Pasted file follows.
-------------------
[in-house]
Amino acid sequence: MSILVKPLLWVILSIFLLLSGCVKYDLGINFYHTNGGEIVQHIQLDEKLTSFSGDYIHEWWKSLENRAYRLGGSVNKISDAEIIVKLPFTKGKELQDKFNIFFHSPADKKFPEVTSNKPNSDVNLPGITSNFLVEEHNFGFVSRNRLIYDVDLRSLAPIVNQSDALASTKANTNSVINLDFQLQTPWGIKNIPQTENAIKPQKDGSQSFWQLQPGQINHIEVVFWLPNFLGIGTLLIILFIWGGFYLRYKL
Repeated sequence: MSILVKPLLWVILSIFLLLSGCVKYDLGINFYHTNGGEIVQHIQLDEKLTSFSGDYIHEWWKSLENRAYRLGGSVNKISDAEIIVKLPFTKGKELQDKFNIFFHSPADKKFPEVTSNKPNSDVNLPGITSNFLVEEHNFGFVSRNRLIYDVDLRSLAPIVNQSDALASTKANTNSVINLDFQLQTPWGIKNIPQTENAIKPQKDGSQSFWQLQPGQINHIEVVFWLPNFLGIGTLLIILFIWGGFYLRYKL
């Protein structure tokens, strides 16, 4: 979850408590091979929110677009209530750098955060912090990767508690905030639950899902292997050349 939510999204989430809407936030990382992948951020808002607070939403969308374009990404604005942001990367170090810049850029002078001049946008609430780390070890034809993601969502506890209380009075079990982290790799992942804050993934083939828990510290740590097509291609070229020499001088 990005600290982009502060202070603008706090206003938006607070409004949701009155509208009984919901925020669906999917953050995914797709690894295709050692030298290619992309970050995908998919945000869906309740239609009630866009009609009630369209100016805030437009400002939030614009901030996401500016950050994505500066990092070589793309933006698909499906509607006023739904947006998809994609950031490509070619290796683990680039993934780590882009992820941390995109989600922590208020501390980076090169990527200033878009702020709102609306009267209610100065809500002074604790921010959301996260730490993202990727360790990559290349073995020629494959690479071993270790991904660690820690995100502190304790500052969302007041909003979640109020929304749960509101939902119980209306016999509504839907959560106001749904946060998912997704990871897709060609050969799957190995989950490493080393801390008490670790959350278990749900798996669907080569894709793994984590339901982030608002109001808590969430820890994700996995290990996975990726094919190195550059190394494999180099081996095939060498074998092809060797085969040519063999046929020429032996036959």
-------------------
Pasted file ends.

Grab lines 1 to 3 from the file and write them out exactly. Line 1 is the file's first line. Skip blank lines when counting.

[in-house]
Amino acid sequence: MSILVKPLLWVILSIFLLLSGCVKYDLGINFYHTNGGEIVQHIQLDEKLTSFSGDYIHEWWKSLENRAYRLGGSVNKISDAEIIVKLPFTKGKELQDKFNIFFHSPADKKFPEVTSNKPNSDVNLPGITSNFLVEEHNFGFVSRNRLIYDVDLRSLAPIVNQSDALASTKANTNSVINLDFQLQTPWGIKNIPQTENAIKPQKDGSQSFWQLQPGQINHIEVVFWLPNFLGIGTLLIILFIWGGFYLRYKL
Repeated sequence: MSILVKPLLWVILSIFLLLSGCVKYDLGINFYHTNGGEIVQHIQLDEKLTSFSGDYIHEWWKSLENRAYRLGGSVNKISDAEIIVKLPFTKGKELQDKFNIFFHSPADKKFPEVTSNKPNSDVNLPGITSNFLVEEHNFGFVSRNRLIYDVDLRSLAPIVNQSDALASTKANTNSVINLDFQLQTPWGIKNIPQTENAIKPQKDGSQSFWQLQPGQINHIEVVFWLPNFLGIGTLLIILFIWGGFYLRYKL